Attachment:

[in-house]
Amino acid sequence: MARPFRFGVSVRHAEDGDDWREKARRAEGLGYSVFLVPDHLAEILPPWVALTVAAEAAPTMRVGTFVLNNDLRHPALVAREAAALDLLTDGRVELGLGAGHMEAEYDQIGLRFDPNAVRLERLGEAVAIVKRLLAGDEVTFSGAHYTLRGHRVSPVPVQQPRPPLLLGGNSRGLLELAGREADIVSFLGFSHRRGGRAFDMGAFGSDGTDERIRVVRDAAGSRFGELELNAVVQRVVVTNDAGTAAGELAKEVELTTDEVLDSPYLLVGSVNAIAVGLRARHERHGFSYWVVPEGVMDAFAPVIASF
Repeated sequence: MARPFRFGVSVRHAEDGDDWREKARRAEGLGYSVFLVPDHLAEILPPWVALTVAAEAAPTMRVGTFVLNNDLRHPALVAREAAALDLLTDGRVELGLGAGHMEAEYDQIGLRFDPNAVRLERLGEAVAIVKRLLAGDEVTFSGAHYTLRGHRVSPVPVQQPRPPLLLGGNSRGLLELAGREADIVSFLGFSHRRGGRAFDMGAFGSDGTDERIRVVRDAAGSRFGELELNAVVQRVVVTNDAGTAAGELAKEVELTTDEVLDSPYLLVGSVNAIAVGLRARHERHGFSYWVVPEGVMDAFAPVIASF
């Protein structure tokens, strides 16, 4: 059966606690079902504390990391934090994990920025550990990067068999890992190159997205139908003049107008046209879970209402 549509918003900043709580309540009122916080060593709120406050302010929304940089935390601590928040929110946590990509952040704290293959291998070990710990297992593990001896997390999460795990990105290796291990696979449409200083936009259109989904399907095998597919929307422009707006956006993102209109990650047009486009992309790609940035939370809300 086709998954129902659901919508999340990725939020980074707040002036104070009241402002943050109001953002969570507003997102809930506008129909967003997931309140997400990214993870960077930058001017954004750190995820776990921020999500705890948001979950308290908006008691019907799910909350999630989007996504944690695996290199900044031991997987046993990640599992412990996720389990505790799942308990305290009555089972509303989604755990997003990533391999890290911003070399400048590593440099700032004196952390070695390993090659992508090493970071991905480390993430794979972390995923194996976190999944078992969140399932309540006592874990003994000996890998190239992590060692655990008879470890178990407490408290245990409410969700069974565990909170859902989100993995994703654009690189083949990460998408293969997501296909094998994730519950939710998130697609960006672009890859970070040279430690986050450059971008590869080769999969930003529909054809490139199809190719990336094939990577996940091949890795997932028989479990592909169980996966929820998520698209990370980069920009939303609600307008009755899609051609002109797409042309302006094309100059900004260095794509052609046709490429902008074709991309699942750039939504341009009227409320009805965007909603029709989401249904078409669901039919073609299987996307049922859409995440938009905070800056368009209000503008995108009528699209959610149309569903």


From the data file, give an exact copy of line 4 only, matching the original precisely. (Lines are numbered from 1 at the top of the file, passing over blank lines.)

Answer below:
């Protein structure tokens, strides 16, 4: 059966606690079902504390990391934090994990920025550990990067068999890992190159997205139908003049107008046209879970209402 549509918003900043709580309540009122916080060593709120406050302010929304940089935390601590928040929110946590990509952040704290293959291998070990710990297992593990001896997390999460795990990105290796291990696979449409200083936009259109989904399907095998597919929307422009707006956006993102209109990650047009486009992309790609940035939370809300 086709998954129902659901919508999340990725939020980074707040002036104070009241402002943050109001953002969570507003997102809930506008129909967003997931309140997400990214993870960077930058001017954004750190995820776990921020999500705890948001979950308290908006008691019907799910909350999630989007996504944690695996290199900044031991997987046993990640599992412990996720389990505790799942308990305290009555089972509303989604755990997003990533391999890290911003070399400048590593440099700032004196952390070695390993090659992508090493970071991905480390993430794979972390995923194996976190999944078992969140399932309540006592874990003994000996890998190239992590060692655990008879470890178990407490408290245990409410969700069974565990909170859902989100993995994703654009690189083949990460998408293969997501296909094998994730519950939710998130697609960006672009890859970070040279430690986050450059971008590869080769999969930003529909054809490139199809190719990336094939990577996940091949890795997932028989479990592909169980996966929820998520698209990370980069920009939303609600307008009755899609051609002109797409042309302006094309100059900004260095794509052609046709490429902008074709991309699942750039939504341009009227409320009805965007909603029709989401249904078409669901039919073609299987996307049922859409995440938009905070800056368009209000503008995108009528699209959610149309569903």